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New York killings fall but are still double the number of London

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New York had more than double the number of homicides in London in 2018, even though killings in the UK capital hit a 10-year high.

The US city recorded 289 killings last year — a fall of one per cent on the previous year — while London had 134, a rise of 10 per cent on 2017.

In February and March last year London recorded more homicides than New York for the first time, sparking comparisons between the two cities.

New York was once known as America’s murder capital and recorded a staggering 2,245 homicides in 1990. While murders there have been falling in recent years, the number in London has risen since 2014, after a long period of falling numbers.

More killings: Police in New York (AP)

The cities have similar populations: 8.8 million in London and 8.5 million in New York. But the NYPD budget for 2018 was the equivalent of £4.2 billion, up 8.1 per cent on the year before. The Met has a £3.2 billion budget. It has had to make nearly £1 billion of cuts in recent years, with another £280 million savings to find by 2021.

The number of Met officers fell below 30,000 for the first time in 15 years last year, with warnings that the number could fall to 28,000 by 2022. The NYPD added 2,000 patrol officers two years ago to take their total officer numbers to 36,000.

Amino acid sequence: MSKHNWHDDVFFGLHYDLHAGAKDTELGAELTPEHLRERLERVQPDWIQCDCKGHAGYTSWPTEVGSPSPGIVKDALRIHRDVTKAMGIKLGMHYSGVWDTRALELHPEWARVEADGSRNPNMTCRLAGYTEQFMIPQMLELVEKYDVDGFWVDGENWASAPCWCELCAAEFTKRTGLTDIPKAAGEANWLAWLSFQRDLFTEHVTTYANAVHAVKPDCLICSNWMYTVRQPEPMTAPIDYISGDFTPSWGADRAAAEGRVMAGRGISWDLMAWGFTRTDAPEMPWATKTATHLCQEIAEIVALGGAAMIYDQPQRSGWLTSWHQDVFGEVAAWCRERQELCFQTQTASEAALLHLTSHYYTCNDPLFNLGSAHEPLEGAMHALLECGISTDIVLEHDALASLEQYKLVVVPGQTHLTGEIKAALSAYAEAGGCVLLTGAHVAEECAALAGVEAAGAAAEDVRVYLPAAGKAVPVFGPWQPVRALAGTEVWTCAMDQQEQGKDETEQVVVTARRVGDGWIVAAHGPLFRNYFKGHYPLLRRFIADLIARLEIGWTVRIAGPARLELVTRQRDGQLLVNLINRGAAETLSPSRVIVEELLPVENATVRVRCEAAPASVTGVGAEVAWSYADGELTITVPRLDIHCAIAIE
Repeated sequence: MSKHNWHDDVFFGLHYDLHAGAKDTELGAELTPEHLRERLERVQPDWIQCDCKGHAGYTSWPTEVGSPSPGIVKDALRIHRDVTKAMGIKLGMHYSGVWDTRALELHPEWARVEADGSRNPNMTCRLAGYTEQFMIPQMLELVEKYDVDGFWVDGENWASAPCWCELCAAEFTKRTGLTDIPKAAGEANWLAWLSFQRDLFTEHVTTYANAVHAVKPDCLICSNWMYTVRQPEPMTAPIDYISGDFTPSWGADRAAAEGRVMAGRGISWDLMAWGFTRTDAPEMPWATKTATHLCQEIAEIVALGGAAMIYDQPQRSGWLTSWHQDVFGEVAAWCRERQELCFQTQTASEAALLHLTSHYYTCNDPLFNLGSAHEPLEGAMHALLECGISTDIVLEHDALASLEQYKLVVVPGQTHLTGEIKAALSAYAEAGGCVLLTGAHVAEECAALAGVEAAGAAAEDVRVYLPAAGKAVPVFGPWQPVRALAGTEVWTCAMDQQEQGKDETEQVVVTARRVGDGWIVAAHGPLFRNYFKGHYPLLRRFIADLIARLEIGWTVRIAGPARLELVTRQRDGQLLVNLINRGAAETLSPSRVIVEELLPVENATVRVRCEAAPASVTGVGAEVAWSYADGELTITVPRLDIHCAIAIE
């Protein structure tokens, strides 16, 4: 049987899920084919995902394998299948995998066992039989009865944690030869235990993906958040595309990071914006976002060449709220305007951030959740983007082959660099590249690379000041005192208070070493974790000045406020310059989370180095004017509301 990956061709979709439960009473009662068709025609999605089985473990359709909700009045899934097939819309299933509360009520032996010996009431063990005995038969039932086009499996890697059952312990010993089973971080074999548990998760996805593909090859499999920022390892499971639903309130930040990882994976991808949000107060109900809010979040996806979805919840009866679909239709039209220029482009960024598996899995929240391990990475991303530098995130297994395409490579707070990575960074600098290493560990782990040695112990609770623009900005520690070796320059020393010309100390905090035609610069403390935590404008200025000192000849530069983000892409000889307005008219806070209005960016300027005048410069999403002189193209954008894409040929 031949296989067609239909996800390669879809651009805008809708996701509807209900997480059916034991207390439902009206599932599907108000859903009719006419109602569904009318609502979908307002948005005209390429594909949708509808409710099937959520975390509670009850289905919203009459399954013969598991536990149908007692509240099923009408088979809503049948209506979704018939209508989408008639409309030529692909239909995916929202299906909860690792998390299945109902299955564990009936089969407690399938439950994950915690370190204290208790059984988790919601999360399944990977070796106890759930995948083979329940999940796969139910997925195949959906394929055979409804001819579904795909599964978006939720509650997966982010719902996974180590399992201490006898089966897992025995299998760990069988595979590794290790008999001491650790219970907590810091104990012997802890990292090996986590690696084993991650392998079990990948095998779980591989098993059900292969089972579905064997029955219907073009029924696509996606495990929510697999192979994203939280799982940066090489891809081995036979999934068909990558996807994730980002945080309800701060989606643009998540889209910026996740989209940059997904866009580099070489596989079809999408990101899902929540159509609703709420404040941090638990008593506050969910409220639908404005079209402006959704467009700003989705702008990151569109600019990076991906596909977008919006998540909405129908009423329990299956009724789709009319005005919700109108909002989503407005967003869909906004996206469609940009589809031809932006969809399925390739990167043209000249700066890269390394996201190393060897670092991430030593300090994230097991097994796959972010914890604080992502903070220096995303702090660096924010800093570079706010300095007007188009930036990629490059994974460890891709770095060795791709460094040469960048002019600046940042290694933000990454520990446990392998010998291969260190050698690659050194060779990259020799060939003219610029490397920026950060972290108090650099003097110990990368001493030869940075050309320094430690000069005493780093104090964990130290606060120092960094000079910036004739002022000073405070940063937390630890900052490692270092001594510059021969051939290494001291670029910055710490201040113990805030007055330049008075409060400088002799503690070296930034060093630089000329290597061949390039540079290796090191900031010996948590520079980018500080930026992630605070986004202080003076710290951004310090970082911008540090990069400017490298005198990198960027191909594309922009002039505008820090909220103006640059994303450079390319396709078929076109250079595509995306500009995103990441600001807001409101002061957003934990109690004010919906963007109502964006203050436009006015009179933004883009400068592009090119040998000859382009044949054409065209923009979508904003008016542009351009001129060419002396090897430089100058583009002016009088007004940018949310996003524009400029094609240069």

David Wilson, a criminologist at Birmingham City University, said: “Patrol officers are not going to encounter that much crime but they provide local intelligence, such as who is associating with who. If you don’t have officers on patrol you are losing that local intelligence and the first real defence against crime escalating.”

New York commissioner James O’Neill said it was the “safest big city in America” and a “model for the world”. Burglaries, robberies and shootings were all down. In London, while the homicide rate has fallen since March and violence involving young people is also down, burglary and robbery rates are rising.

Sophie Linden, deputy mayor for policing and crime, said: “The Government has forced £850 million of savings on the Met, cutting officer numbers to their lowest levels for 15 years, despite the city’s population increasing by more than a million in the same period, and we are seeing the consequences on our streets.”

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